In recent years, serious incident reporting has become a significant focus within the charity sector. The Charity Commission requires charities to report serious incidents, and expects a prompt, full and frank disclosure of them when they happen. The Covid-19 pandemic has resulted in many losses and incidents which may require reporting – but what constitutes a serious incident?
Serious incidents typically fall into one of four categories: harm to people, loss of money or assets; damage to the charity’s property; or harm to the charity’s work or reputation, which can be an actual event or just an allegation. The Charity Commission issued initial guidance on reporting during the pandemic in March 2020, but there was some concern that this guidance would have identified a large number of serious incidents. Given the unprecedented circumstances, some considered that this would lead to an additional administrative burden. Consequently, the Charity Commission withdrew this guidance, stating that it was “not as helpful” as the Commission would have liked and clarifying that charities should utilise the previously existing guidance.
In early June 2020, the Charity Commission published revised guidance to supplement its existing publications. It acknowledged that Covid-19 has led to scenarios which were not expected when the original guidance was published. The revised guidance includes a new table of examples to help trustees decide if an incident is reportable.
A matter of judgment
Deciding whether an incident is serious is a matter of judgment for charity trustees. This decision should be made taking into account the charity’s operations and finances – what is serious for one charity may not be for another. Reporting serious incidents can be delegated, but it is important that there is regular reporting back to the trustees, and that trustees ensure the reports are made promptly. This is especially important where a report was considered but a decision was made not to submit it, especially where the conclusion was borderline.
In the revised guidance, the Charity Commission emphasises that having to take action to follow government rules such as closure of premises is not in itself a serious incident. Instead, the trustees should assess the impact of this guidance on the charity to determine whether the incident is serious or not. The Charity Commission’s usual guidance requires a charity to report financial losses which do not involve a crime where the losses exceed £25,000 or 5% of the charity’s income; however, this threshold has been waived for losses occurring due to Covid-19 and the Commission has stated that trustees should “focus on the significance of the impact of any losses rather than the amount.”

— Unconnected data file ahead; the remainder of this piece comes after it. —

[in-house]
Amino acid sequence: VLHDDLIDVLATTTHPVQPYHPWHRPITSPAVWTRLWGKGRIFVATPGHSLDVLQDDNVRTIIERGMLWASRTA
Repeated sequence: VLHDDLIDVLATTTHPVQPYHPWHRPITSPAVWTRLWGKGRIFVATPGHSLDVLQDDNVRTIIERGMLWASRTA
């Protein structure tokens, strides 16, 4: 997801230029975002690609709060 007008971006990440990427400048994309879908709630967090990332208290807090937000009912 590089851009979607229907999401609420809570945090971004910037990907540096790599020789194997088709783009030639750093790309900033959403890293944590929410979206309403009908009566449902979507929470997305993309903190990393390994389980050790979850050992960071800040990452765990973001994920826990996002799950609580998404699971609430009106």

To support trustees in deciding whether an incident is serious, the revised guidance provides a number of examples which emphasise the importance of considering the impact on the charity. For instance, the guidance states that a charity should not report single instances of Covid-19 within the charity. Conversely, if there is an outbreak which means that a charity cannot deliver services because of staff illness then this would be reportable.
Loss of income
Loss of income is not in itself a serious incident, but the guidance explains that loss of income from Covid-19 resulting in an inability to provide services to vulnerable beneficiaries is. Similarly, loss of income which results in insolvency, or a high likelihood of insolvency over the next 12 months, is a serious incident. Conversely, a loss of income with a less serious impact may not be a serious incident.
There are also examples provided by the Charity Commission, which are specific to the current pandemic. These include a charity being investigated by HMRC due to alleged abuse of the Coronavirus Job Retention Scheme, or by the police due to alleged breaches of lockdown measures.
When a serious incident is reported, the Charity Commission will look for reassurance that the trustees have taken steps to limit the impact of the incident and, if possible, prevent such an incident from recurring. Although how they might do so if the incident is a serious loss of income due to closure of a facility due to government guidance on social distancing, for example, is unclear. It is important for the trustees to carefully consider the steps which have been taken to prevent similar issues from arising in future, and the additional checks which will be made to assure them that the measures taken are effective. Finally, trustees should not only consider the immediate factors but also underlying root causes which may be structural or cultural.
There are likely to be more reportable instances in the current environment, and trustees should ensure that internal reporting mechanisms and decision-making is both timely and well documented.